Artist Richard Keen: Abstraction in Real Life

Art Decision catches up with Richard Keen, artist from the coast of Maine, USA

What is a typical day for you?
Groggy mornings drinking coffee, goofiness (and crankiness) with dogs and the family, then work…depending on the season, work involves maneuvering my day-job before studio work, but the day-job fuels my studio work. In the winter my seasonal day-job as a diver ends, so it is straight to the studio after coffee.  I rarely miss a day in the studio to at least reflect on what I did the day before and keep connected.


What inspires your work?
When I’m not in the studio, I am either outside working in, or exploring, nature. My experiences on and under the ocean, working around boatyards, and hiking around islands with my pack.


Why do you focus on abstract art?  I have always been a colorist and drawn to simplified shapes in space. It’s in my nature to filter which elements of my experiences are brought into focus by removing unnecessary detail, often simplifying the world into line, shape, color, and texture. Sometimes, depending on which series I’m working on, I allow more of my influences to be more recognizable. The shapes in my paintings are based on keels, rudders and other structural components of boats; often accompanied by references to horizon lines and water. My muses in this body of work are meant to metaphorically “steer,” “guide,” or “navigate” viewers on a path leading away from the literal and often expected versions of “seascape” paintings and traditional ideas of “nautical painting,” and toward the creation of their own interpretation.


How is life in Maine for an artist?  Is there any support for artists from the local or federal government?
Life in Maine as an artist, or anywhere, isn’t easy financially; unless you have a source of private funding, it’s a never-ending job seeking representation, sales and marketing on top of producing art. Maine does have a healthy arts community and multiple ways to show your work, connect with other artists and still find reasonable studio spaces.  I’ve been in Maine for 19 years and have made many connections to other artists, curators, and supporters of the arts. I’m also fortunate to have a fantastic gallerist here (Elizabeth Moss Galleries) with whom I’ve been showing for the past 9 years. Honestly, without her support, and other gallerists over the years (Judith Leighton and Harry Simon) who have shown and sold my work, it would be extremely difficult to maintain a studio outside my home. The State of Maine does have an arts commission that many artists have benefited from, myself included. However, like federal arts programs, it is usually under attack and in constant jeopardy of being defunded.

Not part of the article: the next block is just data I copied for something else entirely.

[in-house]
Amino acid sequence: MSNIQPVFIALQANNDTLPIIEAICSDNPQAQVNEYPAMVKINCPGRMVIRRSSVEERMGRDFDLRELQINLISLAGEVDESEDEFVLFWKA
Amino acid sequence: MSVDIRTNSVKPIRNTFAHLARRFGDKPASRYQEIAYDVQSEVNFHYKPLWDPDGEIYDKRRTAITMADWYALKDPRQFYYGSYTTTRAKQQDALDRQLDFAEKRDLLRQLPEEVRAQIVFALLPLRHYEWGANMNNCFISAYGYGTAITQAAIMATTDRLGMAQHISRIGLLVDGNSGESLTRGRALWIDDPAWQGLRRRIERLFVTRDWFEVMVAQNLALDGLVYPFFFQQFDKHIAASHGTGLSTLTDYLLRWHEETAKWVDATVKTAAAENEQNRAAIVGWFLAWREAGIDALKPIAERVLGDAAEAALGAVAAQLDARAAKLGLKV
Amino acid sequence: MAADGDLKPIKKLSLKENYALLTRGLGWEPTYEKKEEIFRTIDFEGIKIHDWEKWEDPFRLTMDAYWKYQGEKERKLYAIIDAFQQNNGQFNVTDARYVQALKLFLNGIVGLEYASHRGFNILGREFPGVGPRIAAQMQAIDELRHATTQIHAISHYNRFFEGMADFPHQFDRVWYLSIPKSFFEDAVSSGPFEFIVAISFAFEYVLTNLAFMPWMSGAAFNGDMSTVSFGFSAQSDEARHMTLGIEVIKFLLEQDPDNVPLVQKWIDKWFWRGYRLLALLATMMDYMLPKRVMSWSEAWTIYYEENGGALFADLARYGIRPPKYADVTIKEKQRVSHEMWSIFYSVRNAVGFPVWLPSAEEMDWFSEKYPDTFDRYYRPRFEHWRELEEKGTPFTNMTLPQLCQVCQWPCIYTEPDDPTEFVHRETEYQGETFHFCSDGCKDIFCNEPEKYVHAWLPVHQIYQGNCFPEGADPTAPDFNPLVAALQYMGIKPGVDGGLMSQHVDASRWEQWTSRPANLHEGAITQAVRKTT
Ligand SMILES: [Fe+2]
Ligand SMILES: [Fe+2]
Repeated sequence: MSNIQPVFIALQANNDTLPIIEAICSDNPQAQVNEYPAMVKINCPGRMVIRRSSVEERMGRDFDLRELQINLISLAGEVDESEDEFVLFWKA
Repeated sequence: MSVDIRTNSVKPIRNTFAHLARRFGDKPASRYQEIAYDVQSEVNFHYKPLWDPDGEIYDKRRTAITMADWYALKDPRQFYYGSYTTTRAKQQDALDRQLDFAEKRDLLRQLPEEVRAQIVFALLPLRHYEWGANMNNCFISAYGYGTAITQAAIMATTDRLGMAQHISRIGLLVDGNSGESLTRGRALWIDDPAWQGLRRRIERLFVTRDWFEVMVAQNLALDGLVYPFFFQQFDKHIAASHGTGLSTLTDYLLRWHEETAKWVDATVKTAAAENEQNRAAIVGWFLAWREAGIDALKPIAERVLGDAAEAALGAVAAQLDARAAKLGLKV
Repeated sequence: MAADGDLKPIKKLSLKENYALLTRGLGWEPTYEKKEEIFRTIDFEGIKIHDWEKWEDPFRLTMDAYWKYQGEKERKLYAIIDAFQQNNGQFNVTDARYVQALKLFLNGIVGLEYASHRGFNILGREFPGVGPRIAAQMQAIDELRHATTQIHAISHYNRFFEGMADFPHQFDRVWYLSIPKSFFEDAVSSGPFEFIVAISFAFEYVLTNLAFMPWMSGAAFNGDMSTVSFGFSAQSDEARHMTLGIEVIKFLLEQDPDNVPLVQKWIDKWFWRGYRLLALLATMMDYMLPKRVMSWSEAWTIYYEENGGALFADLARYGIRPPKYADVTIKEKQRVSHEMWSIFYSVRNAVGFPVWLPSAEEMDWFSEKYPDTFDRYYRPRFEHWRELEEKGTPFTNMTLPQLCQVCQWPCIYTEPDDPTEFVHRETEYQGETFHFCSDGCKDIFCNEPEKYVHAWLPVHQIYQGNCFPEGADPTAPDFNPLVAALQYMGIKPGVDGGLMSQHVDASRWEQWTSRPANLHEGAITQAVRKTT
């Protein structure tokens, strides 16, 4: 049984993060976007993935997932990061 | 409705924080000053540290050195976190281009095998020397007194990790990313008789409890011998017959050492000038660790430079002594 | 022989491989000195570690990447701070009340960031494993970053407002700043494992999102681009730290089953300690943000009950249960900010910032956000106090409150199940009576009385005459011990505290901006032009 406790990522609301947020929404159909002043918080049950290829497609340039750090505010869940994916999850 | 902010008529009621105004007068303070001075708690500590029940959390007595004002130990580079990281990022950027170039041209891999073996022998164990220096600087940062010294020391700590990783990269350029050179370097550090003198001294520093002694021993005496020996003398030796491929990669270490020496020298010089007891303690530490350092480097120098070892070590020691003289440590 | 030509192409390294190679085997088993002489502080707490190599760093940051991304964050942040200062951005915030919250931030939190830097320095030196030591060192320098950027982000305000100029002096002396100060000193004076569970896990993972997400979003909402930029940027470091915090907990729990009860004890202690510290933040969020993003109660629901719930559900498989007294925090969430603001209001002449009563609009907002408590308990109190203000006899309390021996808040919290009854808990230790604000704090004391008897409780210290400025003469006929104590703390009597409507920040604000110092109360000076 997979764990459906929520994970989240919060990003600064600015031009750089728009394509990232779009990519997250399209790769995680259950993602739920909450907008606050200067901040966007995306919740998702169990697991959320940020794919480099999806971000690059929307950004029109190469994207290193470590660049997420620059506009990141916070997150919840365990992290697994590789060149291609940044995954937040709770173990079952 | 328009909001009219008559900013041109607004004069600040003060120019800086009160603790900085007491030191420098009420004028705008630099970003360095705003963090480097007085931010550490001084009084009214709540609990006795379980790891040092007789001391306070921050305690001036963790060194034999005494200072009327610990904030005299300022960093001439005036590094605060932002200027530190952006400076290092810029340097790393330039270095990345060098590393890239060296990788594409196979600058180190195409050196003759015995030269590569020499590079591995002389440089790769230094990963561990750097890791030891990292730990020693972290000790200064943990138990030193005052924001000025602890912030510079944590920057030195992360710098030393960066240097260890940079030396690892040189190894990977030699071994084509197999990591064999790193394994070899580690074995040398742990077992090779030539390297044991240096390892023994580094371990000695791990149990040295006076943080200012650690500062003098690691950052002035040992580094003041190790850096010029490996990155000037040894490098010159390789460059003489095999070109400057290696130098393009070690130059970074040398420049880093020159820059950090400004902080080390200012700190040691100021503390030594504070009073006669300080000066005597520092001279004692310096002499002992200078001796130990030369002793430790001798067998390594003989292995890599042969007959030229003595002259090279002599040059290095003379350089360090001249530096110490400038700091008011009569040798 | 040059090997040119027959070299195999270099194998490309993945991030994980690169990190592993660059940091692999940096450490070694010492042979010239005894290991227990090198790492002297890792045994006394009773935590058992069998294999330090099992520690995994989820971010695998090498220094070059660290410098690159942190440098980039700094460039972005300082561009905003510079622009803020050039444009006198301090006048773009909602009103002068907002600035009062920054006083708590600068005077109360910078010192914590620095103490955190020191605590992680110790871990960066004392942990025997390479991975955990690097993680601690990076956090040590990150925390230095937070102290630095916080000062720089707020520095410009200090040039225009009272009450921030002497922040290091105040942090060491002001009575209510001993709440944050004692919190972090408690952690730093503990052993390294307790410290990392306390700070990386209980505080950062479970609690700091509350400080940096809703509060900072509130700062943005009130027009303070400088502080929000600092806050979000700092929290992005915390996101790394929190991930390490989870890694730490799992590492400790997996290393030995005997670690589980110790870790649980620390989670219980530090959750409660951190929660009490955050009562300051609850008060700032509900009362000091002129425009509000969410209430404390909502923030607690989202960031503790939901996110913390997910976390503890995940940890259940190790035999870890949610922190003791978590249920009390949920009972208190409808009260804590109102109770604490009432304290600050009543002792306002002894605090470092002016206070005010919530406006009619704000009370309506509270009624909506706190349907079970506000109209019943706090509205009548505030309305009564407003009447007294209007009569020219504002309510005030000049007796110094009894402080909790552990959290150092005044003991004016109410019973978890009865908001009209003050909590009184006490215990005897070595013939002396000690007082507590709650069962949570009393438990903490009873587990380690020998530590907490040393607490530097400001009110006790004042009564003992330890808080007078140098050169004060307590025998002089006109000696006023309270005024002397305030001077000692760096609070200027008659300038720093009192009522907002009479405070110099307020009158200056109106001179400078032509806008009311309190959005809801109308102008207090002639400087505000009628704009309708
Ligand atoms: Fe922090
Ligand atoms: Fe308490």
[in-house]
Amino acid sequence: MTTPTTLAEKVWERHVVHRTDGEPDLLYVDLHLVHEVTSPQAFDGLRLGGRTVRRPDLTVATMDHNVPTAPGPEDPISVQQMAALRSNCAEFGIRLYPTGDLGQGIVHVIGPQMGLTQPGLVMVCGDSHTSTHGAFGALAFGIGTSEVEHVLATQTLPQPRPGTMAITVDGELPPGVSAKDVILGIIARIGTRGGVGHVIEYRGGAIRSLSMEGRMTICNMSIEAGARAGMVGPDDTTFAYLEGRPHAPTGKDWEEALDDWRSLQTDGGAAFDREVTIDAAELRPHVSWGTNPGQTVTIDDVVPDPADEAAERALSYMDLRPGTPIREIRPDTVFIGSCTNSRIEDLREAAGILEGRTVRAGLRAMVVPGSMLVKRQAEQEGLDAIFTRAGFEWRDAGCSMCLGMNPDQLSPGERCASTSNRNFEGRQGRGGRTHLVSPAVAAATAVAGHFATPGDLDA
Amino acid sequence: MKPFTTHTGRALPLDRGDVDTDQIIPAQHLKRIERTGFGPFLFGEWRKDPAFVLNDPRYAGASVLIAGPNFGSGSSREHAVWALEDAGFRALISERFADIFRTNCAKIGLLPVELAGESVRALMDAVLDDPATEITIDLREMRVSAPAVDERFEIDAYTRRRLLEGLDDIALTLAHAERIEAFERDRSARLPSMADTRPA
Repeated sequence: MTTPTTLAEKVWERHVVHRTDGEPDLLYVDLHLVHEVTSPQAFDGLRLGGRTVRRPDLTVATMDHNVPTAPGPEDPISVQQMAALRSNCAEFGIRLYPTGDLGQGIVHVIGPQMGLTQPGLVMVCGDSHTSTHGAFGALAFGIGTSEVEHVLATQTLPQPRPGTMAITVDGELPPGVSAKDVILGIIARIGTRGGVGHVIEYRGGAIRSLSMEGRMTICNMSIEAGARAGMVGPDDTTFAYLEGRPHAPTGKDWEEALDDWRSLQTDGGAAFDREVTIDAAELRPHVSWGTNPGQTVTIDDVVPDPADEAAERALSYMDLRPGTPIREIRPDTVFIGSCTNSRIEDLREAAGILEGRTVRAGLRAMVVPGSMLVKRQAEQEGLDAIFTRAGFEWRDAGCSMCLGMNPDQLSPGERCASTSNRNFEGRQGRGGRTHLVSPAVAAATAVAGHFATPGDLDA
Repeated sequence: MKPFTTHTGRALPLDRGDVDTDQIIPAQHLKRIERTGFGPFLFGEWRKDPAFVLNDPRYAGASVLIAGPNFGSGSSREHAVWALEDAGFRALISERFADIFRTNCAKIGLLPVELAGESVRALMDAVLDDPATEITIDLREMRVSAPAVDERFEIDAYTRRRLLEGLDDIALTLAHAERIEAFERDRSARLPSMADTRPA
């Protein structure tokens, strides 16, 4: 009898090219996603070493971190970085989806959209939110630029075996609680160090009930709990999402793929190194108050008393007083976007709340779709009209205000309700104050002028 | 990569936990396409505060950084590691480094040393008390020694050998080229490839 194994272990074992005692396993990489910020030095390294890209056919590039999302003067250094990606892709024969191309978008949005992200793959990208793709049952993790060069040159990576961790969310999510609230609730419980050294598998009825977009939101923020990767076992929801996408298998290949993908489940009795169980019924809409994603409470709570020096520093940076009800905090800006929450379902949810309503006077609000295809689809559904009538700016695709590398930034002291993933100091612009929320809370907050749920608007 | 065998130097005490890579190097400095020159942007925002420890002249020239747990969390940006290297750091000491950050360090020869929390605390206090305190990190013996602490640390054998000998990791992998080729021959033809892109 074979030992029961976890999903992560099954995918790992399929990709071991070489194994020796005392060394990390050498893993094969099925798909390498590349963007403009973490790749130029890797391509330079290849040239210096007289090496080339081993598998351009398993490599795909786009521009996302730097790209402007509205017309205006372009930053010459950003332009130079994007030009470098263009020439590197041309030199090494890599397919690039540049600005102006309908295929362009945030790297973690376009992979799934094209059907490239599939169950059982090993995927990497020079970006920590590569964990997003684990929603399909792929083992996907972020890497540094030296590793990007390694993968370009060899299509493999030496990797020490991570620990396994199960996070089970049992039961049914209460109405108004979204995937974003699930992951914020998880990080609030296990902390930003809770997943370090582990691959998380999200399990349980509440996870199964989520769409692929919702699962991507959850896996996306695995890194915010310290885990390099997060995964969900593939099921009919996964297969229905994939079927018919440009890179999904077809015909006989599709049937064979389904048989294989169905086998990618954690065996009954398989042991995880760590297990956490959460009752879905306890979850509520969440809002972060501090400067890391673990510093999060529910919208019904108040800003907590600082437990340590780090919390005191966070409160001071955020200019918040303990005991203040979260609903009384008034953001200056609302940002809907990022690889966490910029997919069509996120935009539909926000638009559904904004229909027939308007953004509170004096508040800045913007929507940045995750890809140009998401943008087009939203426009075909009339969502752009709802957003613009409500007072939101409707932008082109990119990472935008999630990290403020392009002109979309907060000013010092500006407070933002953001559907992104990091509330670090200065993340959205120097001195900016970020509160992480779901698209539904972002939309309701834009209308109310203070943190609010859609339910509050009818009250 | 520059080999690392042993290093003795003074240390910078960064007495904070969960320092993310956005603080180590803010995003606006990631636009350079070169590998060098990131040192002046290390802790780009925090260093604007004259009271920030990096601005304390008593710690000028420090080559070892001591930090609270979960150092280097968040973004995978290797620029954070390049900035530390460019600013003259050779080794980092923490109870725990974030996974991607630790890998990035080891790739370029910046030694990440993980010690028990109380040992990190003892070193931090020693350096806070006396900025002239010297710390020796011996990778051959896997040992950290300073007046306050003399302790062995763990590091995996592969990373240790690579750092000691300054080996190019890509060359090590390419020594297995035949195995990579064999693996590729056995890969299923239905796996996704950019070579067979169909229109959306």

What are the projects you are involved in now, and what are your upcoming shows?  Currently, I’m working on new paintings and sculptures for the following two venues in 2019. I’m working with George Kinghorn, Director and Curator, at the University of Maine Museum of Art in Bangor, Maine where my first solo museum show will be held from January 11 –May 4th 2019. I am also firming up plans for a solo exhibition with Elizabeth Moss Galleries, in Falmouth, Maine, later in 2019. Along with production of work, I am constantly reaching out to venues outside the State of Maine for exhibition possibilities, and applying for grants and residencies.